Following a screening of The Last Temptation of Christ in 1988, New York City’s Archbishop Paul Moore Jr. sent a copy of Shûsaku Endô’s 1966 novel Silence to Martin Scorsese. The novel followed two Portuguese Jesuit priests who journey to Japan in 1639 to find their mentor, who has committed apostasy, and wind up encountering persecution. Scorsese was struck by the book’s themes of sacrifice, and how it dealt with the essence of Christianity. Trying to mount the film proved an uphill battle that lasted close to three decades. Here the producers recount that the Taiwanese monsoons weren’t necessarily the most challenging part of this $40 million production.
Take us back to the early beginnings of this passion project
Emma Tillinger Koskoff: Silence went through many financiers over the years, changing hands with many legal melees. Vittorio Cecchi Gori was an early investor. We went through many different budget levels and it wasn’t going to get made unless the budget made sense. Marty got to a place where he said, “Look, tell me how much money I have, and I’ll make it for that price.” Graham King had it for a long time and spent a lot of money on it. He settled for a very fair price with us to buy the rights back.
Irwin Winkler: I was visiting Marty on the London set of Hugo and asked him what happened to Silence, that adaptation he was working on with Jay Cocks. He said, “I still have it, why don’t we make it together?” The principals including myself, Emma, Marty, and the actors—we all had to defer our fees upfront. It was the only way we could proceed.
One immediate objective was to find a place where we could shoot it that was actually financeable. We considered Vancouver, but it would have been expensive to bring the actors over from Japan. Taiwan satisfied as a great location. The labor cost was reasonable next to most western countries—and certainly compared to Japan—and they had a local crew that was very capable.
Randall Emmett: Roughly four years ago, I received a phone call from my agent, Ari Emanuel, and he asked me if I was interested in making a Martin Scorsese movie. Hearing this, I was like a 12-year-old kid in a candy shop.
Then the real work began. I immediately spoke with Emma about the budget I could raise. Fast forward six months, Ari calls me again and says that they’ll reduce the budget. I flew out to New York and had a quick meeting with Irwin, who I worked with on Home of the Brave. He took me upstairs to Emma and Marty. I groveled and begged to do whatever it took to be a producer to stand side-by-side with them.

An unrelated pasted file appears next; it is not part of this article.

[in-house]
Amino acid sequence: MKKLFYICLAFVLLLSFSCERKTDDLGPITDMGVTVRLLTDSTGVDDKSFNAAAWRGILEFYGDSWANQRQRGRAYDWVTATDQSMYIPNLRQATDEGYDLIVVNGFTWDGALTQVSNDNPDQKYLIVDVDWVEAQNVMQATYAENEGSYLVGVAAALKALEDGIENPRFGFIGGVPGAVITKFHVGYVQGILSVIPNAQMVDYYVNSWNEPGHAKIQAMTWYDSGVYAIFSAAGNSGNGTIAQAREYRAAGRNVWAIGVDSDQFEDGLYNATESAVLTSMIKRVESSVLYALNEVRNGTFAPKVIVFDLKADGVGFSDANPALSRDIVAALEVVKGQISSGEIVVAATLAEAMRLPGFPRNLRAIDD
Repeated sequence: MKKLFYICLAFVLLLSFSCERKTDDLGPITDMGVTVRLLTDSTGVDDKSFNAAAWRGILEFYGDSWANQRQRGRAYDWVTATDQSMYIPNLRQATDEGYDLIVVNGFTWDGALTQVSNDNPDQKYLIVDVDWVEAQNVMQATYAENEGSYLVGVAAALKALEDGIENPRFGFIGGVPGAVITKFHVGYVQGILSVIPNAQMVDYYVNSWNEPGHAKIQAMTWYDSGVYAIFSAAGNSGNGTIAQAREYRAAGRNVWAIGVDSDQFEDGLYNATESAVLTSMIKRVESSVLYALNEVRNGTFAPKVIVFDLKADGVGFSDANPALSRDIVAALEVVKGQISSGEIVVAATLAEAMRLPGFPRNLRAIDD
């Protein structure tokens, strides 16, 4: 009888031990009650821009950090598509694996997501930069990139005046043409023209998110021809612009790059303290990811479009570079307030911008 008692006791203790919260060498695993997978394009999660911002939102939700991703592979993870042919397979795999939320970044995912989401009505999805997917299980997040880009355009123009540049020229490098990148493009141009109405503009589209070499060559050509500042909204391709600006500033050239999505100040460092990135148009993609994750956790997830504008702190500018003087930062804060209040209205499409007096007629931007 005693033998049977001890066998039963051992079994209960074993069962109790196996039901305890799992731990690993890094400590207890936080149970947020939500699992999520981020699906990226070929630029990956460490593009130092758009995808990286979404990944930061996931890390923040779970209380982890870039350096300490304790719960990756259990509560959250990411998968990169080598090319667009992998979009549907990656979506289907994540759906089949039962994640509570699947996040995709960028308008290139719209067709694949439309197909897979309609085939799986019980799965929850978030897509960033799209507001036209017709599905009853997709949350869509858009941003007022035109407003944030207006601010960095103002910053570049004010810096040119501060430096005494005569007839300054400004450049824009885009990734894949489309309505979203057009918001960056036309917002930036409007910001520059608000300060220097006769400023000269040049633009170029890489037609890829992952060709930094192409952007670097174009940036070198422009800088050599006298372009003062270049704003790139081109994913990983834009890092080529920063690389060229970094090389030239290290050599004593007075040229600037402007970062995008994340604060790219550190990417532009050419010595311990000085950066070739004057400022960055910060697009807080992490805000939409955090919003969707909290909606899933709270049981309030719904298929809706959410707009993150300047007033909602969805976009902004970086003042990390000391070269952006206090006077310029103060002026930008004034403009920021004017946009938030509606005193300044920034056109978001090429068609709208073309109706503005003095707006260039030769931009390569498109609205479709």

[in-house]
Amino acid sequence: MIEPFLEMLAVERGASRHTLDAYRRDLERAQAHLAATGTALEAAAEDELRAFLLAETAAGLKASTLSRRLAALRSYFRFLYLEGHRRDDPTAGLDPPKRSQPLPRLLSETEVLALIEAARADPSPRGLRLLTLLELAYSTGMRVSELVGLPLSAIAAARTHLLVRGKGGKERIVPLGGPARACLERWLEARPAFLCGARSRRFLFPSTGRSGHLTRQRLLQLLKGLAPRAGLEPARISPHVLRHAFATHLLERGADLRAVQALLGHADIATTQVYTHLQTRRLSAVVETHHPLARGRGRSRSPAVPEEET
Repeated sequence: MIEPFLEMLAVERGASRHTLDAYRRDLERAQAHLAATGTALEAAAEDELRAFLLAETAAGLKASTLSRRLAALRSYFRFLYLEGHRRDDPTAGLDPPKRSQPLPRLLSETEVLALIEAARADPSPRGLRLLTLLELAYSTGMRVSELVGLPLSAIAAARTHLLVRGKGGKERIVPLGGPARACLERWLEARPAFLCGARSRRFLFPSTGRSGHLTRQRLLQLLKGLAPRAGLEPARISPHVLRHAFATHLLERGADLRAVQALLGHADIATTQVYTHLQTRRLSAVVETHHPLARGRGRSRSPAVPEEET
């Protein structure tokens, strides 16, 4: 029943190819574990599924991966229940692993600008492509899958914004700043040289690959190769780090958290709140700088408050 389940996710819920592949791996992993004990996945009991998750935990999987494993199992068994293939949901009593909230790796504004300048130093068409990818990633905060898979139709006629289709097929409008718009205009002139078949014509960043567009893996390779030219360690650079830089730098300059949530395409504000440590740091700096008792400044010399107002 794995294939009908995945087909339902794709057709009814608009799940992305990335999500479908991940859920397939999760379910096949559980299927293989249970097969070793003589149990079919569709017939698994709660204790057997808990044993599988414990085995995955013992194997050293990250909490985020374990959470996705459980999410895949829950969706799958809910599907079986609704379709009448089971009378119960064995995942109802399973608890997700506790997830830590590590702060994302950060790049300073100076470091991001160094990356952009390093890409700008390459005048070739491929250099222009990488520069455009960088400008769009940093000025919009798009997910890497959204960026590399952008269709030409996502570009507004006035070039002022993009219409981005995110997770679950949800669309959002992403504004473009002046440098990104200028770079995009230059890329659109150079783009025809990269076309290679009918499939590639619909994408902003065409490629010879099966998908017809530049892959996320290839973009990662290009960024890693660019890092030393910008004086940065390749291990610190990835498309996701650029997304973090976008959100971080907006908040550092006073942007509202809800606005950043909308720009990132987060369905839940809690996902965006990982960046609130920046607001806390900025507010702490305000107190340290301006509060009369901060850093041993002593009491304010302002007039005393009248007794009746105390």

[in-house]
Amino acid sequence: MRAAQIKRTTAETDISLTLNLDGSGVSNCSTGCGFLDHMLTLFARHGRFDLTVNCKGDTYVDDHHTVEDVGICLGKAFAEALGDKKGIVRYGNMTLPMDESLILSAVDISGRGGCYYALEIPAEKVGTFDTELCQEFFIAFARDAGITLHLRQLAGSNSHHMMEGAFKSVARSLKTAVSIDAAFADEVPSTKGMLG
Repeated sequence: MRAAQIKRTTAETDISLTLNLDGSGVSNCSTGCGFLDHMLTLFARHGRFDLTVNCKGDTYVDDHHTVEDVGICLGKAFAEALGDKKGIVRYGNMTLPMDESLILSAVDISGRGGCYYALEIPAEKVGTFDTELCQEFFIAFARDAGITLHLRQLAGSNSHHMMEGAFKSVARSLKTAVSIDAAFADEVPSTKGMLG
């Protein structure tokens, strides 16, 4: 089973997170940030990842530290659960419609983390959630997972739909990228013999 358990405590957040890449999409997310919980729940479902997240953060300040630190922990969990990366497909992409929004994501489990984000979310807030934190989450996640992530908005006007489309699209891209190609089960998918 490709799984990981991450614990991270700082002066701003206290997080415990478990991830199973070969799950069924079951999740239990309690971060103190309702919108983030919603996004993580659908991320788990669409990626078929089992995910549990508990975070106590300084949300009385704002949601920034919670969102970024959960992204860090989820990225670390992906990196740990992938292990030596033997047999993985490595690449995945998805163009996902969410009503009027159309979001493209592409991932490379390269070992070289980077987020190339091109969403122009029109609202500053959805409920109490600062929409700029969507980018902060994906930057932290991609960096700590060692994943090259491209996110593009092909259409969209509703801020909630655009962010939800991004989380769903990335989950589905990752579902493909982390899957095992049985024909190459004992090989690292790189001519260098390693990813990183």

I had no idea what I was getting into, and how complicated the rights were. I worked with Emma and Irwin and it took me a year of doing the chain of title rights, clearing them and going back to Cecchi Gori and Graham King.
I told Marty and Rick Yorn that we had to go to Cannes. Marty needed to come and sell the movie. Having Marty in Cannes talking to buyers would be life-changing to them and it would make this project real for them. Marty got excited. We sold the rights in the open market and raised $21 million on international before it went to Cannes. We hired Stuart Ford to be our sales agent, and we didn’t have a cast or a distributor at that point.
We spent tons of time on the budget, there was a line producer in my office with Emma. We knew we were going to shoot in Taiwan. We lost our equity investor weeks before filming. Gastón Pavlovich and his group suggested coming in for a bigger piece of equity. Production lasted roughly for four months, with three months of pre-production.
After the adversity Marty encountered with certain Christian groups with The Last Temptation of Christ, there has to be a sense of relief that finally Silence is connecting with them.
Koskoff: We screened to hundreds of Jesuits in Rome and they were beside themselves. Marty also had a private meeting with Pope Francis. We screened to—knock on wood—good reactions with the church. Father James Martin helped us with everything, from getting Andrew Garfield through the spiritual exercises of the Jesuits, to making sure the masses were handled under the right terms. Marty subscribes to America magazine and he had a feeling that [its editor-at-large] Father James Martin would be a good person and advisor based on the articles he wrote.
What was the most challenging Martin Scorsese film to mount?
Winkler: Raging Bull. United Artists hated it. In a meeting with Marty, myself and Robert De Niro, the two heads of UA at the time said to Bob they wouldn’t do a movie about a cockroach like Jake LaMotta. Nonetheless, we were able to get the movie made. They were desperate for another Rocky. And we asked them, “Why would we do another movie with you if you don’t do this one?”
The physical aspects of this movie were definitely more challenging than Raging Bull and Goodfellas. We had to reinvent 1640 Japan rather than the Lower East Side of New York.
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